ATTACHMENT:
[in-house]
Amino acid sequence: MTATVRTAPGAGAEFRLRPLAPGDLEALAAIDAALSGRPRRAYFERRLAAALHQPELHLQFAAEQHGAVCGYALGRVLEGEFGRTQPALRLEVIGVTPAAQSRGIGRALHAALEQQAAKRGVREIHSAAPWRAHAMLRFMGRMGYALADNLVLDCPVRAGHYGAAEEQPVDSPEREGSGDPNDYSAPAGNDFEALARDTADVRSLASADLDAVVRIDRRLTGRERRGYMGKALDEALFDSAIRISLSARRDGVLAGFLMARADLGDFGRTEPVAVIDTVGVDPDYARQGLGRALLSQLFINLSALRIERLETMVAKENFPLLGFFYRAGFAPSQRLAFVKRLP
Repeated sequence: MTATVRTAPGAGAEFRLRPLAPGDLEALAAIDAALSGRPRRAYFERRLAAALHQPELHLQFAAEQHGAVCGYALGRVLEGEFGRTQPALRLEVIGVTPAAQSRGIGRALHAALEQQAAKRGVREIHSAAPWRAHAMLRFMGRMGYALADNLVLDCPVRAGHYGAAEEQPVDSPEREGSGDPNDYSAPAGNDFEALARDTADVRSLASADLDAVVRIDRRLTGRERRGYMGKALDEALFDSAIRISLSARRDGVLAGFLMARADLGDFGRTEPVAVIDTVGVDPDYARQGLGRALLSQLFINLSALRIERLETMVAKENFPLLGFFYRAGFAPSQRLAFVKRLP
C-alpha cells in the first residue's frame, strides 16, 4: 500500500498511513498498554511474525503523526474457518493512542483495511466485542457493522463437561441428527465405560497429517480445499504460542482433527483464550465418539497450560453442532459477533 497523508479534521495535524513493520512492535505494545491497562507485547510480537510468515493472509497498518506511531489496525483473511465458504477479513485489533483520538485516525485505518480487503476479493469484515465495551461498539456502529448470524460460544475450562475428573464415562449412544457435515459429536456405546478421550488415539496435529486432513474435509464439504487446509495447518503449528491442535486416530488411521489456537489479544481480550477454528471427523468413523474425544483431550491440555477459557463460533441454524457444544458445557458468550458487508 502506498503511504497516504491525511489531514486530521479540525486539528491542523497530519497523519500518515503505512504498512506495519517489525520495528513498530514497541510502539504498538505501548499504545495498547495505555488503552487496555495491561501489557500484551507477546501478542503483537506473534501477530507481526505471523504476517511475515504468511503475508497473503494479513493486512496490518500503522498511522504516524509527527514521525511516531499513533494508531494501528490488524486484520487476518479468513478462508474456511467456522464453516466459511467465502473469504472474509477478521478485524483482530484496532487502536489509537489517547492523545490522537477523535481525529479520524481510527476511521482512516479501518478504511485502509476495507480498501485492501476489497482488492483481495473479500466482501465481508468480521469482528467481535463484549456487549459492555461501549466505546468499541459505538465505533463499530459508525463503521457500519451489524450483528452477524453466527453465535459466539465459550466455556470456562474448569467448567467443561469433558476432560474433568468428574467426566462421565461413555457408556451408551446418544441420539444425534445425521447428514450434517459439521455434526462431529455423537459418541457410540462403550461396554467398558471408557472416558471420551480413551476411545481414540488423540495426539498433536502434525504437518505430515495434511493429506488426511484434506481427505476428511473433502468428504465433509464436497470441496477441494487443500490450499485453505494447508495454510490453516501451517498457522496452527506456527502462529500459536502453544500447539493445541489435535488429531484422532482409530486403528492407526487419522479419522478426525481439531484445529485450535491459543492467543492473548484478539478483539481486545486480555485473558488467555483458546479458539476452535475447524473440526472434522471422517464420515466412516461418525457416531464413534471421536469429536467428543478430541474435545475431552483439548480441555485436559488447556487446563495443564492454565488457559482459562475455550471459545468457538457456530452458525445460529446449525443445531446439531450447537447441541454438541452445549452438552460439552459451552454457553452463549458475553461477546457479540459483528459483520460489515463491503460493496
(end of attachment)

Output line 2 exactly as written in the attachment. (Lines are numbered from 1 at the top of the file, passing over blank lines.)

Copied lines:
Amino acid sequence: MTATVRTAPGAGAEFRLRPLAPGDLEALAAIDAALSGRPRRAYFERRLAAALHQPELHLQFAAEQHGAVCGYALGRVLEGEFGRTQPALRLEVIGVTPAAQSRGIGRALHAALEQQAAKRGVREIHSAAPWRAHAMLRFMGRMGYALADNLVLDCPVRAGHYGAAEEQPVDSPEREGSGDPNDYSAPAGNDFEALARDTADVRSLASADLDAVVRIDRRLTGRERRGYMGKALDEALFDSAIRISLSARRDGVLAGFLMARADLGDFGRTEPVAVIDTVGVDPDYARQGLGRALLSQLFINLSALRIERLETMVAKENFPLLGFFYRAGFAPSQRLAFVKRLP